Five Tips for Your Vocal Routine
An actor’s voice is one of the most important tools in their toolbox. Below, voice teacher and instructor in A.C.T.’s San Francisco Semester Jessica Berman shares five tips for taking care of your vocal instrument.
1. Focus on posture and alignment, especially when speaking online.
- Drop down your spine so that your whole upper body is hanging from your tailbone (you can do this seated or in standing)
- Shake out your shoulders
- Gently roll your head and neck around
- Give your arms and legs a little pat and notice the sensations that you feel in your body
2. Use steam.
Using a steam inhaler is one of the best things you can do to hydrate your voice. It is an essential tool for maintenance, or for voices that are fatigued, over used, or if you’re dealing with illness. You can purchase a personal steam inhaler at most drug stores, or simply pour boiled water into a cup or bowl and place your nose and mouth over it, inhaling normally (be very careful not to burn yourself!). Be sure to wait an hour or so after steaming before using your voice at full force to allow the vocal folds to cool down.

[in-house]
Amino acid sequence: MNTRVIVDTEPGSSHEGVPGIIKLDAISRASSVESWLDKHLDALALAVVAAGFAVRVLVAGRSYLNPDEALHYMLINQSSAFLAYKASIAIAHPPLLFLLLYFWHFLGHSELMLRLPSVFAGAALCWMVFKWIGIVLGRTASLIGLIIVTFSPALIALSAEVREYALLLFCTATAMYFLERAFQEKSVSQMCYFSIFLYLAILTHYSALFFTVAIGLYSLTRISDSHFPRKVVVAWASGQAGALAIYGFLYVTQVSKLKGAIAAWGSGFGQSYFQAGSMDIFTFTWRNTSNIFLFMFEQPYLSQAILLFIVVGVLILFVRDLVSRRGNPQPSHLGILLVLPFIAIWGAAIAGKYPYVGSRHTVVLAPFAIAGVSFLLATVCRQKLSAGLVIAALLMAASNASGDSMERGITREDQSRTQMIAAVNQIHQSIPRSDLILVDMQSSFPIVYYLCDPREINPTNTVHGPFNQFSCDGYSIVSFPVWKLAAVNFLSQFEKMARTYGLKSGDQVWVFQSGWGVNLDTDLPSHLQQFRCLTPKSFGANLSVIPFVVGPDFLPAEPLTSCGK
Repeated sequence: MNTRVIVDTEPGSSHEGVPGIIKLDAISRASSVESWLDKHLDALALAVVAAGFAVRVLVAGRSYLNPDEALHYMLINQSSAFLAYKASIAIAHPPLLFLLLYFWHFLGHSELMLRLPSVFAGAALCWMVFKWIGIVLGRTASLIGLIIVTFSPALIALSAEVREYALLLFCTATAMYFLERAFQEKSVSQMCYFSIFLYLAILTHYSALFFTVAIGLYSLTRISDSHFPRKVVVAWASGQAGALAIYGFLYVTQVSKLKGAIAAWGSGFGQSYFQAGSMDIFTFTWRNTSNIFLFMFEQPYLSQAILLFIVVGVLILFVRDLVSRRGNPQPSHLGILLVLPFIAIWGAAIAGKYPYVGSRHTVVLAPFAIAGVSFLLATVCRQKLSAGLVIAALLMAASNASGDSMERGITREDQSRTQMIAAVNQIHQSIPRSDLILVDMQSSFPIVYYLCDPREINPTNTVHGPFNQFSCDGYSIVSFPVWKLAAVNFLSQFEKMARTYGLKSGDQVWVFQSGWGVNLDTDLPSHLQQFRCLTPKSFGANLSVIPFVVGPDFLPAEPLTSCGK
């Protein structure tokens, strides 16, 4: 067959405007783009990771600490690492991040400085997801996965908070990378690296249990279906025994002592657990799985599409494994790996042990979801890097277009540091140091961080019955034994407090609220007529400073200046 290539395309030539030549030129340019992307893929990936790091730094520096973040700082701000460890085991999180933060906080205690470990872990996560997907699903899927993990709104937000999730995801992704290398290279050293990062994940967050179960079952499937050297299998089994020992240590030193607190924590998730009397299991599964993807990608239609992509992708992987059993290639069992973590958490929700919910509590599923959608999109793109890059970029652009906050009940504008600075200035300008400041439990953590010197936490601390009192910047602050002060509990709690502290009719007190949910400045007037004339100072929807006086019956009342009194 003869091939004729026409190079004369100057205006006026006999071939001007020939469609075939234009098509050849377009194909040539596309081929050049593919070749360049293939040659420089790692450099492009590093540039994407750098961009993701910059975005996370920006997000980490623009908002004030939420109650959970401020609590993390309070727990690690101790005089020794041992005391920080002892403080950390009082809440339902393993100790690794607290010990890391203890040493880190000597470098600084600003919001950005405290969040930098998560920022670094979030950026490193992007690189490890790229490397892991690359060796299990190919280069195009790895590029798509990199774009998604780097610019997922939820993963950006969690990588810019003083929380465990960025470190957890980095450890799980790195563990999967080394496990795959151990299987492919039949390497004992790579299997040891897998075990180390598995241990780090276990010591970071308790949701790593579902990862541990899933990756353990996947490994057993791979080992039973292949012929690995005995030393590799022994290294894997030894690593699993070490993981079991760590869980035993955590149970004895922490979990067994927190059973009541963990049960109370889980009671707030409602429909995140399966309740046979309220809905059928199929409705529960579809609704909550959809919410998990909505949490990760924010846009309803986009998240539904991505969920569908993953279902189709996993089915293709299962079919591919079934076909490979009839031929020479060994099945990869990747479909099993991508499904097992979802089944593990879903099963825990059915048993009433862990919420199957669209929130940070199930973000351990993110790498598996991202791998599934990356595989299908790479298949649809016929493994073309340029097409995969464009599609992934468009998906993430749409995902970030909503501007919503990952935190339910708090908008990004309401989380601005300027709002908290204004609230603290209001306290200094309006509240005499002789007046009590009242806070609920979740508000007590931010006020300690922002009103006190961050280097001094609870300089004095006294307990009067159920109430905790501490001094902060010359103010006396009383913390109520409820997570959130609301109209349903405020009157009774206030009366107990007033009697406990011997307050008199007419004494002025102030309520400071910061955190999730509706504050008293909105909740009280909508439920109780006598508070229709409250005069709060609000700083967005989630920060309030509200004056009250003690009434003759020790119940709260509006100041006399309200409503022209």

3. Always warm up, even if you’re limited by time.
Even taking a few minutes to connect to your breath, shake out your body, release some easy, open vowel sounds (try “ahh” or “hey”), and flutter the lips can make a big difference to your long-term vocal health.
4. Warm down.
We know that it’s good for our vocal health to warm up, but we often forget about the benefits of warming down. Especially after a very vocally demanding performance or speaking engagement, or even just a long day of talking, warming down helps us to release physical tension and re-center. It can be brief—consider a few minutes of fluttering the lips, gentle humming, and lying down on the floor to connect to the breath and release muscular tension.
It’s simple yet extremely effective for opening up and creating space at the back of the mouth and relaxing the throat.